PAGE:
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Kidney Week

Abstract: PO2630

Canagliflozin Across the Spectrum of Kidney Function and Albuminuria: Integrated Data from CANVAS and CREDENCE

Session Information

Category: Diabetic Kidney Disease

  • 602 Diabetic Kidney Disease: Clinical

Authors

  • Neuen, Brendon Lange, The George Institute for Global Health, Newtown, New South Wales, Australia
  • Yu, Jie, The George Institute for Global Health, Newtown, New South Wales, Australia
  • Li, Qiang, The George Institute for Global Health, Newtown, New South Wales, Australia
  • Perkovic, Vlado, UNSW Sydney, Sydney, New South Wales, Australia
  • Arnott, Clare Gabrielle, The George Institute for Global Health, Newtown, New South Wales, Australia
  • Neal, Bruce, The George Institute for Global Health, Newtown, New South Wales, Australia
  • L Heerspink, Hiddo Jan, Rijksuniversiteit Groningen, Groningen, Groningen, Netherlands
  • Agarwal, Rajiv, Indiana University School of Medicine, Indianapolis, Indiana, United States
  • Bakris, George L., University of Chicago, Chicago, Illinois, United States
  • Cannon, Christopher P., Harvard University, Cambridge, Massachusetts, United States
  • de Zeeuw, Dick, Rijksuniversiteit Groningen, Groningen, Groningen, Netherlands
  • Charytan, David M., New York University School of Medicine, New York, New York, United States
  • Levin, Adeera, The University of British Columbia, Vancouver, British Columbia, Canada
  • Di Tanna, Gian Luca, The George Institute for Global Health, Newtown, New South Wales, Australia
  • Matthews, David R., University of Oxford, Oxford, Oxfordshire, United Kingdom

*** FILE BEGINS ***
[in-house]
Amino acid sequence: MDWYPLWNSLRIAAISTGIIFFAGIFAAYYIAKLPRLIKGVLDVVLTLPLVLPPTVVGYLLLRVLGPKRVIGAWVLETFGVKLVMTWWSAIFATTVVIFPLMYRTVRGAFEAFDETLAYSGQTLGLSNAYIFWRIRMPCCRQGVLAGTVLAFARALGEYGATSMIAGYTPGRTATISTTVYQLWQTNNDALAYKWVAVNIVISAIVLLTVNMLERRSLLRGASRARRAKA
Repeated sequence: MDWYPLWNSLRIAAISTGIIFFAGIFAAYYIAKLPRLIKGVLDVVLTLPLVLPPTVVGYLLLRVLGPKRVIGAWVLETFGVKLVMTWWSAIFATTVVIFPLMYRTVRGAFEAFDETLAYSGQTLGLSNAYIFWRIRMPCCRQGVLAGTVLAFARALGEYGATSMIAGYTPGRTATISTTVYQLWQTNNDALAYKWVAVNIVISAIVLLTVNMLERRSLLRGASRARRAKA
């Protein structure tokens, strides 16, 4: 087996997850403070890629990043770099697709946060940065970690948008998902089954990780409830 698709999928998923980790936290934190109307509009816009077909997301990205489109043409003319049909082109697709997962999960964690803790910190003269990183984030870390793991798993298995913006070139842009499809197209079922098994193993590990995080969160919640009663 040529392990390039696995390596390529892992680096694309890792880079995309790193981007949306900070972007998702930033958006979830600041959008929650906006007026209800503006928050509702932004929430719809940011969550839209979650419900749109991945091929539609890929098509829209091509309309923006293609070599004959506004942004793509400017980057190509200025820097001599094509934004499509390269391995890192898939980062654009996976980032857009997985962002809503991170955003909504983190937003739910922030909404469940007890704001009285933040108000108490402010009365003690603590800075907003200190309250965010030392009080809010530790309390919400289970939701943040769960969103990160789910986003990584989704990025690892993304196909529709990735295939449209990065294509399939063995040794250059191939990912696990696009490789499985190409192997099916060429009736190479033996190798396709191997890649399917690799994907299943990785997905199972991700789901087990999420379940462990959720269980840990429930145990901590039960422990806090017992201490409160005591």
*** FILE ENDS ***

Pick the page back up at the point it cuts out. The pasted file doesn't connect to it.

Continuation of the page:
• Pollock, Carol A., The University of Sydney, Sydney, New South Wales, Australia
  • Wheeler, David C., University College London, London, London, United Kingdom
  • Mahaffey, Kenneth W., Stanford University School of Medicine, Stanford, California, United States
  • Jardine, Meg J., The George Institute for Global Health, Newtown, New South Wales, Australia
Background

People with type 2 diabetes mellitus (T2DM) and chronic kidney disease (CKD) are at very high risk of cardiovascular events and kidney failure. While canagliflozin reduces the risk of these outcomes, the consistency of this effect across all levels of estimated glomerular filtration rate (eGFR) and urinary albumin:creatinine ratio (UACR) remains uncertain.

Methods

We pooled individual participant data from the CANVAS Program (n=10,142) and CREDENCE trial (n=4,401) to assess the effect of canagliflozin on a primary composite outcome of myocardial infarction, stroke, heart failure, doubling of serum creatinine, kidney failure, cardiovascular or kidney death. The effect of canagliflozin was assessed using Cox regression models with treatment by subgroup interaction terms stratified by trial.

Results

2,051/14,543 (14%) participants experienced the primary outcome over a median follow-up of 2.5 years. Overall, canagliflozin reduced the risk of the primary outcome (HR 0.77, 95% 0.70-0.84; Figure). The magnitude of relative benefit increased as eGFR declined (P-trend=0.0067; Figure) with some evidence of greater relative benefit at higher UACR (P-trend=0.057; Figure). Lower eGFR and higher UACR levels were independently associated with cardio-renal risk. Consequently, absolute risk reductions increased more than 5-fold across lower eGFR categories and more than 9-fold across higher UACR categories (Figure).

Conclusion

Canagliflozin reduces the risk of cardio-renal outcomes in people with T2DM; the magnitude of relative and absolute protection varies by severity of CKD.

Funding

  • Commercial Support